For sports fans, Muhammad Ali was a genius in the ring – a fighter of incomparable grace who floored his rivals.
To the world he was a wit, a man of tremendous wisdom whose philosophy of self-determination was an inspiration.
And for African-Americans he represented a new black identity.
No longer cowed by bigotry but proud of their heritage. No longer Cassius Clay, but reborn as Muhammad Ali.
Boxing is one of the most essential of sports: two people fighting to the finish. It’s gladiatorial, sometimes cruel.
But it is complex and brilliant, too; requiring brains as well as brawn. As Gareth A Davies, our boxing correspondent, writes in our memorial supplement, Ali reinvented the heavyweight as a dancer. “He developed the shuffle, had sublime balance and, behind his changing masks, an unshakable self-belief.”
Sometimes he would allow himself to be cornered, as if on the verge of conceding, then find a sudden burst of energy and pummel his way back.
He was an original. He grew up in a time and place where white and black lived separately, and it was assumed that black people wouldn’t go too far. Ali’s ascendancy was impossible to restrain.
A convert to Islam, a conscientious objector during Vietnam – he defied the political correctness of his time. As the years went by, his poetic ego gained a universal appeal.
Barack Obama recalls Ali visiting a hospital and picking up a boy with no legs. “Don’t give up,” said the boxer. “They’re sending men into space. You will walk someday and do this,” and he proceeded to do his famous shuffle.
When Ali developed Parkinson’s disease, his suffering, in his own estimation, only brought him closer to people. A strong man became a fragile man, and yet his spirit remained like iron.
His final victory was to hold on to his humanity through everything. The world has lost one of the giants of its age.
Factbox – Eight Facts about Former Boxing Champ Muhammad Ali
Ali had a show-time personality, dazzling footwork and great hand speed that combined to make him a champion like his sport had never seen. His career record was 56 victories, 37 of them by knockout, and five losses. He held the world championship an unprecedented three different times.
Fighting under his given name of Cassius Clay, he won a gold medal in the light heavyweight competition at the 1960 Olympics in Rome. In a 1975 autobiography he said he threw the medal into a river one night after being refused service in a Louisville restaurant and being harassed by a gang of whites. Two biographers, however, said Ali actually lost the medal unintentionally.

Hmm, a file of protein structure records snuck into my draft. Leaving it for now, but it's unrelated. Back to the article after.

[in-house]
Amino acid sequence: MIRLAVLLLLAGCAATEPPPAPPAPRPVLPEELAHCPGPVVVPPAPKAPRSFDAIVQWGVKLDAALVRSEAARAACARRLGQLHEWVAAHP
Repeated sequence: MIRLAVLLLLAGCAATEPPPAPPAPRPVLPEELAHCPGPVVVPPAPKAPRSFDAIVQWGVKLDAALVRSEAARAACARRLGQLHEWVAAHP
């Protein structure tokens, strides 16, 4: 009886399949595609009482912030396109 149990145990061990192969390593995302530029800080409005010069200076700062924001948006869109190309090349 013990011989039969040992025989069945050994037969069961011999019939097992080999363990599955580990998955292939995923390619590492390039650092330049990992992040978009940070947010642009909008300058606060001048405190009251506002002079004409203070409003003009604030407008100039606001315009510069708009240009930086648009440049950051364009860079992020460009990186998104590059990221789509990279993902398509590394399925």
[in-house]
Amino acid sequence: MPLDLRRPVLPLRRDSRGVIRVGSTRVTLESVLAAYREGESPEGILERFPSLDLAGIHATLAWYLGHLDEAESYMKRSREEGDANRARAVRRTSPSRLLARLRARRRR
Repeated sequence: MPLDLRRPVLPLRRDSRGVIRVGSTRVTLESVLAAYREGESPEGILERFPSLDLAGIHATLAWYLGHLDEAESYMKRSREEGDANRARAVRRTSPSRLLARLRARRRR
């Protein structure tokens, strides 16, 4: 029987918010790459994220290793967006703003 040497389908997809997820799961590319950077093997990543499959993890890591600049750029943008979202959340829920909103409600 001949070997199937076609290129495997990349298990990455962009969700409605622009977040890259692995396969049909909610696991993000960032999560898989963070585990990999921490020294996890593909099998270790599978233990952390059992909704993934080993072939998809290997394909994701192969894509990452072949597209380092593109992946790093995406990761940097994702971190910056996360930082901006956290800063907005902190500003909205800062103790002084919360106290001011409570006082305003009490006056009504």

His first professional fight was a six-round decision in 1960 over Tunney Hunsaker, whose day job was police chief of Fayetteville, West Virginia. Ali and Hunsaker became friends and Ali wrote in an autobiography that one of the hardest body blows he ever received came from Hunsaker.
After Malcolm X helped Ali become a member of the Nation of Islam, he dropped his given name in favour of Cassius X. Malcolm X later split from the church in a dispute but the fighter stayed on and changed his name to Muhammad Ali, which Nation of Islam leader Elijah Muhammad said was his “true name.”
Claiming conscientious objector status, Ali refused to be inducted into the U.S. Army in 1967. He was sentenced to five years in prison, lost his title and could not get a fight at a time when he was in his athletic prime. He never went to prison while his case was under appeal and in 1971 the U.S. Supreme Court overturned the conviction.
In 1984 Ali was diagnosed with Parkinson’s syndrome that apparently was linked to his career. It left him slow, shaky and unable to speak much above a whisper but close associates said he never lost his sense of humour or zeal for his faith.
Ali, named the top sportsman of the 20th century by Sports Illustrated magazine, met world leaders such as Queen Elizabeth, Nelson Mandela, Pope John Paul II, Fidel Castro and Saddam Hussein. He was given a Presidential Medal of Freedom in 2005.
The U.S. Army measured Ali’s IQ at 78. In his autobiography he said, “I only said I was the greatest, not the smartest.”
(Reuters)Follow us on Twitter at @Riverinenews
Copyright 2014 Riverine News.
Permission to use portions of this article is granted provided appropriate credits are given to http://riverinenews.com/ and other relevant sources.